And the second angel blew sounded the trumpet: and as it were a great mountain, burning with fire, was cast into the sea, and the third part of the sea became blood. And the third part of those creatures died, which had life in the sea, and the third part of the ships was destroyed.

Fr Kramer thinks this is a reference to Islam; and it does seem antecedently plausible that so terrible and permanent an enemy of the Church would be mentioned in the only canonical prophecy of the Church’s life (if that is indeed what we should understand the Apocalypse to be). ‘Fire’ suggests, among other things, the passionate fanaticism of militant Islam, while ‘mountain’ is a good symbol of its bulk, impermeability and deadness. ‘The creatures which had life’ is literally ‘the creatures which had souls’, suggesting the death of the soul caused by the prolonged Mohammedan usurpation. He also suggests that ‘ships’ here might be a symbol for ‘churches’. Might one-third, approximately, of the churches then existing have been desecrated by Islam?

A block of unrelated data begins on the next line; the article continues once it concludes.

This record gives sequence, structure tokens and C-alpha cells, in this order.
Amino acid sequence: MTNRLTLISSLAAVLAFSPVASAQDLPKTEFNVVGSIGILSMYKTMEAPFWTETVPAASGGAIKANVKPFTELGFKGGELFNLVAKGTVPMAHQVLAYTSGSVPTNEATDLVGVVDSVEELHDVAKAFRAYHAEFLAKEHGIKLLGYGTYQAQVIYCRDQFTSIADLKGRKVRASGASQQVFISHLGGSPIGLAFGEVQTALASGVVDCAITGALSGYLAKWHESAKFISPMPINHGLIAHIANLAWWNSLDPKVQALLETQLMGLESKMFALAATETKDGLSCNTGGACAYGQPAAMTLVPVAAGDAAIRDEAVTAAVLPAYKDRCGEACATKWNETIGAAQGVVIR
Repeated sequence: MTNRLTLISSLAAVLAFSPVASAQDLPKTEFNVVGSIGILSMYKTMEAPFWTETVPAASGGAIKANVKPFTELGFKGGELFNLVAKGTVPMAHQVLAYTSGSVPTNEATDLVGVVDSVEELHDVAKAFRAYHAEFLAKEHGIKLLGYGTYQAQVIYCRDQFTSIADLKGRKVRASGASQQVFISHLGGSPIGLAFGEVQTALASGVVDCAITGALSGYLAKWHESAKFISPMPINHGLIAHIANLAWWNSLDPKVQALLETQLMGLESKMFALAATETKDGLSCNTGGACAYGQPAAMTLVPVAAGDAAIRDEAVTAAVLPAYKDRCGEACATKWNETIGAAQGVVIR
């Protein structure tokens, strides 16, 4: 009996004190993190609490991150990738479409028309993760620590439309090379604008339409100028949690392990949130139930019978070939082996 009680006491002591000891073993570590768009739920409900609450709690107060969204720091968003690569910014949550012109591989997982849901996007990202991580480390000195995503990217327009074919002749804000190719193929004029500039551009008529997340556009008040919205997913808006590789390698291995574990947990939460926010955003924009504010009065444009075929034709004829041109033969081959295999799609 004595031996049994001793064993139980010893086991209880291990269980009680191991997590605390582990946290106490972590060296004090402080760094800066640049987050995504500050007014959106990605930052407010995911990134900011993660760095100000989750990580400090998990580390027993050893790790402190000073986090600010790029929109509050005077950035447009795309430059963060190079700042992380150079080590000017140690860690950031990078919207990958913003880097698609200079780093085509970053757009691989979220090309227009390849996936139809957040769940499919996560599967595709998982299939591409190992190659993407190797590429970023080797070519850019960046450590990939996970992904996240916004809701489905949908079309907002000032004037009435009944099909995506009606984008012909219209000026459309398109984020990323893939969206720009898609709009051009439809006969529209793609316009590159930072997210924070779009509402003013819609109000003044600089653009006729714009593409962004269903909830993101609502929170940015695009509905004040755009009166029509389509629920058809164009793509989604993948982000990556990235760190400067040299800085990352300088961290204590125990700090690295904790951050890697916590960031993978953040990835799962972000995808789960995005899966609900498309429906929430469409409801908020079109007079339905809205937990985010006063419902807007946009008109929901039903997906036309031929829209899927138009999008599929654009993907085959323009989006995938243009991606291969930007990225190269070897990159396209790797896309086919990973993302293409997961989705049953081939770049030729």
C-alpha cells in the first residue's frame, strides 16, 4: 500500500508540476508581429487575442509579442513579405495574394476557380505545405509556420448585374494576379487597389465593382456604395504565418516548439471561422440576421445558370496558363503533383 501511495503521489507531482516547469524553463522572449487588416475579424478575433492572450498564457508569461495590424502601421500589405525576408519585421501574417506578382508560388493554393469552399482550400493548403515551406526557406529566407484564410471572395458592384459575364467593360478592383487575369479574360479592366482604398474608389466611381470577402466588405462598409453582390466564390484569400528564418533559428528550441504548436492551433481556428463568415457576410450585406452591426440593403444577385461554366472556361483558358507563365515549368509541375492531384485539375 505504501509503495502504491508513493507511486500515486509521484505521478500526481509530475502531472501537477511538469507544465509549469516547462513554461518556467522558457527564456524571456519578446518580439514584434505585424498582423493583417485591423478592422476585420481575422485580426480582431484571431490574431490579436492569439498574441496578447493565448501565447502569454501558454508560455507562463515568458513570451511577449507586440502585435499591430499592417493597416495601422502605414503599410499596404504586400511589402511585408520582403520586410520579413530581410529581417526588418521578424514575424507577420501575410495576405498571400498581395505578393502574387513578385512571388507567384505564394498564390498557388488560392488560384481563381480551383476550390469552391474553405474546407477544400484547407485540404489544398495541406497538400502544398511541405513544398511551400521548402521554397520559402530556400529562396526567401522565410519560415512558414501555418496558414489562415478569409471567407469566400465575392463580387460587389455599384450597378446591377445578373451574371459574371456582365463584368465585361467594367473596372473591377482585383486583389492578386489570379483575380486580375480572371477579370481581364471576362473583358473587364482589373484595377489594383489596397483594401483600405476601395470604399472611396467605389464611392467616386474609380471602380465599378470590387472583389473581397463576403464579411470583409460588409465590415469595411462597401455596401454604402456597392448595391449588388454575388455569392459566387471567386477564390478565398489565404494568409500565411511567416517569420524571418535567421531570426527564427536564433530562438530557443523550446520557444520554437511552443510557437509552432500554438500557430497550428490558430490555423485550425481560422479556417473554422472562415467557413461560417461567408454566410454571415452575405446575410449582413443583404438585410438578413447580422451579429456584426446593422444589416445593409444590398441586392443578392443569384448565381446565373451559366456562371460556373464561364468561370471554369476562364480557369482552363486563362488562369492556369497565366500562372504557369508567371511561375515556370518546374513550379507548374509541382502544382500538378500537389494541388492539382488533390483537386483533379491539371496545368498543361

The Apocalypse continues:

And the third angel sounded the trumpet, and a great star fell from heaven, burning as it were a torch, and it fell on the third part of the rivers, and upon the fountain of waters. And the name of the star is called Wormwood. And the third part of the waters became wormwood; and many men died of the waters, because they were made better.